Oppression and the rent arrears protocol

Home Group Limited v Jacqueline Emery & anor, Edmonton County Court 08/08/16 (County Court decision unreported elsewhere).

This is a county court case, so not binding, but involves an interesting issue on what might amount to oppression in obtaining a possession order via the rent arrears section of the pre action protocol for possession by social landlords.

Mrs E and her husband were joint assured tenants of HomeGroup Ltd. A possession claim was brought on grounds of rent arrears, grounds 11 and 12. It appears that Mrs E’s health conditions, including heart disease, spinal problems and osteoarthritis, were a reason for a transfer to the property.

The possession proceedings had apparently been responded to and attended, across 5 hearings, solely by Mrs E’s husband. Eventually, in May 2016, a possession order was made, on arrears of £6,859.12.

Once bailiffs attended the property on 2 August, Mrs E immediately applied to set aside the possession order.

Mrs E’s case was that the attendance of the bailiffs was the first she had known about the proceedings and that and no stage pre-issue had the claimant contacted her individually.

The Defendant’s husband was characterised as a rogue figure. He had been in and out of prison for fraud, had intercepted post relevant to the client’s tenancy and Court proceedings, and unbeknown to the client had attended Court and made outlandish offers to clear the arrears. An example of this can be seen from entries in the rent account schedule where it appears a payment of £8,000 was made to the Claimant only for it be bounce within a matter of days.

The Claimant argued that the Defendants’ are joint tenants and that they had followed a valid process right up to eviction and even if the client was not aware of this, providing the necessary court papers were sent to the premises in the name of the parties the current eviction should stand.

The court has a power to stay suspend, set aside possession orders. This is extinguished when a warrant has been executed apart from evidence of the following:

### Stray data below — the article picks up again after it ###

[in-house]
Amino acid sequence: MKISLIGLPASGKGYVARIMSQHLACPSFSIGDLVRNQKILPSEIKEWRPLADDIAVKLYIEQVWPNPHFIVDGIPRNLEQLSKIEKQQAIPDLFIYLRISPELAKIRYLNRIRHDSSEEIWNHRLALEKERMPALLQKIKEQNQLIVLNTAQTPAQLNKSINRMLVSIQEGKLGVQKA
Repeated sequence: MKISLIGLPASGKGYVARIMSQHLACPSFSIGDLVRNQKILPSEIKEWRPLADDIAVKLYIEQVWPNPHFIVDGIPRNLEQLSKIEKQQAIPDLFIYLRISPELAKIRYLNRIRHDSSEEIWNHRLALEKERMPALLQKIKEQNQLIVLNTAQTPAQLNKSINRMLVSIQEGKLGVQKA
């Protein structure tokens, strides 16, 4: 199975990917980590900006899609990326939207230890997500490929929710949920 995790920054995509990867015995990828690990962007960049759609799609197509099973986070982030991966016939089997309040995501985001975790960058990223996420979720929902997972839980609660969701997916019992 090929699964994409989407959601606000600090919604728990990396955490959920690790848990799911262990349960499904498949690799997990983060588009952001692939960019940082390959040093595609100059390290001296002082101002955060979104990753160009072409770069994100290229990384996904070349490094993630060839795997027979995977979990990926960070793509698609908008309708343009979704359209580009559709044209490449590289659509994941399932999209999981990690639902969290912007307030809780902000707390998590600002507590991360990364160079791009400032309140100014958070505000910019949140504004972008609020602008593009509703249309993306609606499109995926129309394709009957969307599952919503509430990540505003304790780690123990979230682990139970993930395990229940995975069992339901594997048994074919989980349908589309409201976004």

1) Oppression
2) Fraud
3) The possession order itself is set aside.

Mrs E argued that oppression in this case arose because the Claimant had failed to comply with the CPR pre-action protocols for possession by social landlords – Paragraph 2.1 expressly states that where contact [with the parties] is by letter “the Landlord should write to the parties separately”. If this had been done, then Mrs E would have been aware of the arrears issue and likely the Claimant would have become aware of the control Mr E was exerting.

Mrs E also argued that the CPR 39.3.5 criteria –  when party does not attend a trial – were met, as Mrs E:

1) Acted promptly
2) Had good reason for not attending the hearing
3) Had a reasonable prospect of success

The court accepted that Mrs E had been in the dark up to the bailiffs attending and had acted promptly thereafter. Mrs E’s position on the possession claim had reasonable prospects on a commitment to pay £2000 immediately and £100 per week towards the arrears.

On the issue of oppression, the court accepted that the pre action protocol on rent arrears required contact by letter to be to each named tenant and that this had not been done, and that bringing possession proceedings on the back of this failure amounted to oppression as an unfair reliance on strict legal rights.

The warrant and possession order were set aside. A suspended possession order was substituted on terms of payment of £2000 and thereafter £100 per week towards the arrears.